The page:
Judge Blocks New York Rule on Restaurant Nutrition Data
Judge Richard Holwell of U.S. District Court in Manhattan on Tuesday blocked a rule enacted by the New York City Department of Health and Mental Hygiene that would have required more than 2,300 restaurants in the city to post the caloric content of menu items, the New York Times reports.
Under the rule, enacted last December but delayed because of a lawsuit filed by the New York State Restaurant Association, restaurants that as of March 1 voluntarily made the caloric content of menu items available on the Internet, in brochures or in other formats would have had to list the caloric content of those items on menus and menu boards in the same type size as the name or price of the item.
In the case, the city argued that the rule would have had a "substantial potential for public health impact" because the information on the caloric content of menu items likely would have prompted consumers to decrease their consumption of food. However, the association argued that the rule would have conflicted with the 1990 federal Nutrition Labeling and Education Act, which outlines some criteria for restaurants that voluntarily make the caloric content of menu items available (Feurer, New York Times, 9/12).
In the decision, Holwell ruled that the city had "chosen a regulatory approach that imposes different obligations than federal regulation" (Burke, New York Post, 9/12). According to Holwell, the city could have enacted a rule that would have required all restaurants to post the caloric content of menu items.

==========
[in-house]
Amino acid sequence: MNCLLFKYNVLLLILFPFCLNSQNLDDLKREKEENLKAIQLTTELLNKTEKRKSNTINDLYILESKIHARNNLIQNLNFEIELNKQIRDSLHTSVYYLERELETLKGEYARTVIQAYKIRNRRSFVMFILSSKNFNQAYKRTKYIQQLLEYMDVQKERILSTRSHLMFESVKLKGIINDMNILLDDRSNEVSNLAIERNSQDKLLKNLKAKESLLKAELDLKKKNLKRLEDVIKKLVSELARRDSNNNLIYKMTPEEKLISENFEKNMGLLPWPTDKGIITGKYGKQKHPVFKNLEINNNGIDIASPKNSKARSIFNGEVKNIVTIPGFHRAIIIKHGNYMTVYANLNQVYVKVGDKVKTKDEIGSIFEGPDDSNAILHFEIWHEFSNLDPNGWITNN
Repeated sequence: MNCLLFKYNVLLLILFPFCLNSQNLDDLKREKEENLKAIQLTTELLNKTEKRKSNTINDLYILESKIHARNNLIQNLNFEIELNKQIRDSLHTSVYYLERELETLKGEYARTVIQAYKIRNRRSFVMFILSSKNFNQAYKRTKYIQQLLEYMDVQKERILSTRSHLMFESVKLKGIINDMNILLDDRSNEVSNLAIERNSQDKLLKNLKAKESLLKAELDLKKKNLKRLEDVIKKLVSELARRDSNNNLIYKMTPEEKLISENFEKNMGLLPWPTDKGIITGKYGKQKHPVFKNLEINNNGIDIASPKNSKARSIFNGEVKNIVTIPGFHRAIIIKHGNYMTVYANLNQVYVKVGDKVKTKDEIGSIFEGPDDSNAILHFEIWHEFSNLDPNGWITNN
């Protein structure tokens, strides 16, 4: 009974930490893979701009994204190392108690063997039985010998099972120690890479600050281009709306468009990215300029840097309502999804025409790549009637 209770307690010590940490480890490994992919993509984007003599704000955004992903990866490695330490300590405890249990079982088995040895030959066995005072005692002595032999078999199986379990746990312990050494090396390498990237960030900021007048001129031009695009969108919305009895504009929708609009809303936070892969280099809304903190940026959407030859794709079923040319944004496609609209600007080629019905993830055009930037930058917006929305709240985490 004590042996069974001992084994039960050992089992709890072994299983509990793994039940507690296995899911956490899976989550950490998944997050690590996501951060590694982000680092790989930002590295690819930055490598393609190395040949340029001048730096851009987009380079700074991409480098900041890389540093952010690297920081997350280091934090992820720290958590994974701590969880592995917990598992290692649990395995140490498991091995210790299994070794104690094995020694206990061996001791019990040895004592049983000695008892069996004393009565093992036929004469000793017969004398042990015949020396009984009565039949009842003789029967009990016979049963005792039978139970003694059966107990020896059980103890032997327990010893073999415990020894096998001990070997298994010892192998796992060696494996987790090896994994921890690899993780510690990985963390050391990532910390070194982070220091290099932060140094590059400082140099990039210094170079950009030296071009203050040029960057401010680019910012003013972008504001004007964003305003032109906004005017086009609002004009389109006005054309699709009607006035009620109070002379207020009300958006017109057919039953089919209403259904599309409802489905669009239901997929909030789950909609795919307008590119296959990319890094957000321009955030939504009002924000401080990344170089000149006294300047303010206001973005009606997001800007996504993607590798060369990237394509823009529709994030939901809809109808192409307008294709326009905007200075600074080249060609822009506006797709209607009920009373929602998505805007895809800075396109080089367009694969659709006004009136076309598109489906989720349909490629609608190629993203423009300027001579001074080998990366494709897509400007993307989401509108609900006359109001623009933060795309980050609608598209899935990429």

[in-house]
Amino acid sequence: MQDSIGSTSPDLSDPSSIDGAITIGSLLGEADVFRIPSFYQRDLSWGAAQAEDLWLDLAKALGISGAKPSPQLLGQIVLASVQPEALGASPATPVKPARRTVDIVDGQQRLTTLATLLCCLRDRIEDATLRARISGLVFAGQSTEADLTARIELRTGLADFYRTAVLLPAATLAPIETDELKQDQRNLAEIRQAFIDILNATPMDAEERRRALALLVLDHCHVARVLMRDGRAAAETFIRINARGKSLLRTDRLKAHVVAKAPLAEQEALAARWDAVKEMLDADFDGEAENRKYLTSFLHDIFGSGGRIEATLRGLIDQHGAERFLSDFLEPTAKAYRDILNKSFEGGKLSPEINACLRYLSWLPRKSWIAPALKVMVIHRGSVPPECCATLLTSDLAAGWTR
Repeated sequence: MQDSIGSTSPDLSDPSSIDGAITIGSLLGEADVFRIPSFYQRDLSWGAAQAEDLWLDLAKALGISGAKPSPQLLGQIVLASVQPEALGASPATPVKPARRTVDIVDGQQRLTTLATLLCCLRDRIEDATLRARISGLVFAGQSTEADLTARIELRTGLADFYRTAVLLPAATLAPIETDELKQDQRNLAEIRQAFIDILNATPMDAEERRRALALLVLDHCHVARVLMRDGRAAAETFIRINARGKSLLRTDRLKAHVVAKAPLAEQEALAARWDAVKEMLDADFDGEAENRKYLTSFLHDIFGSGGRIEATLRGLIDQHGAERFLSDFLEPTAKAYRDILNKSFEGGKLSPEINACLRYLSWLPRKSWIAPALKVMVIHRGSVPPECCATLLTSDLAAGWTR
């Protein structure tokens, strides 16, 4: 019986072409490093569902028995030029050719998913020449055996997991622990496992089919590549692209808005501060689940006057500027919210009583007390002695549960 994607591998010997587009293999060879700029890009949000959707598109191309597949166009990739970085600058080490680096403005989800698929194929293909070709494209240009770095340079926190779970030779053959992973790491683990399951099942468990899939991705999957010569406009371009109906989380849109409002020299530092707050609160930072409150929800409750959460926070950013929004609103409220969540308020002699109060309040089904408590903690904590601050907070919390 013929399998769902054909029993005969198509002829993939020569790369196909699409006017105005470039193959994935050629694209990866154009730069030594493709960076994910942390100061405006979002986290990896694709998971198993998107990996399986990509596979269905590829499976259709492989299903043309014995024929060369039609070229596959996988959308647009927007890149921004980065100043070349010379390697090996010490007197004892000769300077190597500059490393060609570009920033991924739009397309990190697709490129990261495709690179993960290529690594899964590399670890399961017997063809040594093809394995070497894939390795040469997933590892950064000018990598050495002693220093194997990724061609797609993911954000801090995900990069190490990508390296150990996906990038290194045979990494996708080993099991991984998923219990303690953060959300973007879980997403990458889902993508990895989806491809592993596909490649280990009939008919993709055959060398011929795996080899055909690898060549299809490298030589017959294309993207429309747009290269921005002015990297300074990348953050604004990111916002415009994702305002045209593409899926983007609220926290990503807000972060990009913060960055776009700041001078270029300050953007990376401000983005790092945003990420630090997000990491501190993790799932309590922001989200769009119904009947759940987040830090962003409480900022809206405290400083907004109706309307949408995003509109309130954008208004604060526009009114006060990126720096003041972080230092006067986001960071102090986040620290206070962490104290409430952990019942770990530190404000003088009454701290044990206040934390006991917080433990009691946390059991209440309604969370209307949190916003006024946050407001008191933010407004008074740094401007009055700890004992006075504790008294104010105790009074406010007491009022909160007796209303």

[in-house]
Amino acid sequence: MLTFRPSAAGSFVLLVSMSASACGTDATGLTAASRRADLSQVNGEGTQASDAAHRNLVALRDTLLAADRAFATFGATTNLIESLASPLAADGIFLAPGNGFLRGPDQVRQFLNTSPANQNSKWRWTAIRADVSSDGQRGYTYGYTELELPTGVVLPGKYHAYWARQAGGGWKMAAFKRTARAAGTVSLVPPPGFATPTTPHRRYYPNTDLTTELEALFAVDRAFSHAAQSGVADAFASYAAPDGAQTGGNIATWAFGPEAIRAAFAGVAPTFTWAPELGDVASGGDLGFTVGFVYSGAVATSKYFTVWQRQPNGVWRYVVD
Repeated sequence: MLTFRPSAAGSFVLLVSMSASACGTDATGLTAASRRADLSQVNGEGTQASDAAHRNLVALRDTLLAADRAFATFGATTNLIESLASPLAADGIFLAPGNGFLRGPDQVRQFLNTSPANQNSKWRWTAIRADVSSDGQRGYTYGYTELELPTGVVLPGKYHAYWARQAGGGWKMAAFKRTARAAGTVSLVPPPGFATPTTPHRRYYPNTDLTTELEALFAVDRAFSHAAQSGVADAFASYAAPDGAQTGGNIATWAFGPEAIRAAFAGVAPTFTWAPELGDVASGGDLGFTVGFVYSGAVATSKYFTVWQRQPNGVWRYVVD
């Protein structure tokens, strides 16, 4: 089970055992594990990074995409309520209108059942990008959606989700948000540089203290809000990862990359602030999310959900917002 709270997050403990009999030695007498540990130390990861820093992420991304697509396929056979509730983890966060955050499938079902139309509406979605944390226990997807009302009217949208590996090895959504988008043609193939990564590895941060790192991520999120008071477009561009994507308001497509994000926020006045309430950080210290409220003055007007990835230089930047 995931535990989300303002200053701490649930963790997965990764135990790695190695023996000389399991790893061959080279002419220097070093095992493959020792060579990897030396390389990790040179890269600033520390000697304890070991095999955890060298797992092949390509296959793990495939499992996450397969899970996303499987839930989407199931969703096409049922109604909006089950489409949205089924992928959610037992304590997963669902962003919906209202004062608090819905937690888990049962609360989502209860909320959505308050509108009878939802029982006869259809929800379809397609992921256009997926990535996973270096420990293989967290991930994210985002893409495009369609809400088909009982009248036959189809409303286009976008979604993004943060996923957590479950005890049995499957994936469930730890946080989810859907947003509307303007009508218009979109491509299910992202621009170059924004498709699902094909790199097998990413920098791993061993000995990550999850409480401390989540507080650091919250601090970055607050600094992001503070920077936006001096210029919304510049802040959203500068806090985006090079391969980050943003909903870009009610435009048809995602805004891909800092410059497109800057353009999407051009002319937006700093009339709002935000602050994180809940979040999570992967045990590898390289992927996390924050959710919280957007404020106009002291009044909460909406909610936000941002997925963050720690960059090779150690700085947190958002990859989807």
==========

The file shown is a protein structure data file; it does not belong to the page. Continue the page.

New York City Health Commissioner Thomas Freiden said that he expects the city to enact an alternative version of the rule that complies with the decision (Adamy, Wall Street Journal, 9/12).
Mayor Michael Bloomberg said, "Anyone who thinks we're going to walk away from trying to tell the public what they're eating and what it's doing to them doesn't understand the obligation this city's health department has," adding, "We have to tell people how to lead better lives" (Rivera, New York Times, 9/13).
Three broadcast programs reported on the decision. Summaries appear below.
- American Public Media's "Marketplace Morning Report": The segment includes comments from Rick Sampson of the New York State Restaurant Association (Barshay, "Marketplace Morning Report," American Public Media, 9/12). Audio and a transcript of the segment are available online.
CNBC: The segment includes a discussion with Richard Hamburg of the Trust for America's Health and Chuck Hunt of the New York State Restaurant Association (CNBC, 9/11). Video of the segment is available online.
- NPR's "Morning Edition": The segment includes comments from Sampson and Marty Fenstersheib of the National Association of County and City Health Officials (Solomon, "Morning Edition," NPR, 9/12). Audio of the segment is available online.
Summaries of two other recent developments related to nutrition appear below.
- Burger King Holdings: Burger King on Wednesday announced plans to offer healthier menu items for children younger than age 12 and has established nutritional guidelines for advertisements that target those children, the AP/Chicago Tribune reports. Under the guidelines, Burger King will limit ads to Kids Meals that contain no more than 560 calories, less than 30% of calories from fat and no more than 10% of calories from added sugars. In 2008, Burger King will begin to offer a Kids Meal with flame-broiled Chicken Tenders, organic unsweetened applesauce and low-fat milk that contains about 305 calories and 8.5 grams of fat. Burger King also plans to offer BK Fresh Apple Fries -- raw, skinless red apples cut to resemble french fries (Sainz, AP/Chicago Tribune, 9/12).
- California: The California Legislature on Monday passed a bill that would require chain restaurants in the state to post the caloric content and other nutritional information of menu items on menus and menu boards, USA Today reports. In the event that Gov. Arnold Schwarzenegger (R) signs the legislation, California would become the first state to implement such a requirement, according to Harold Goldstein, executive director of the California Center for Public Health Advocacy (USA Today, 9/12).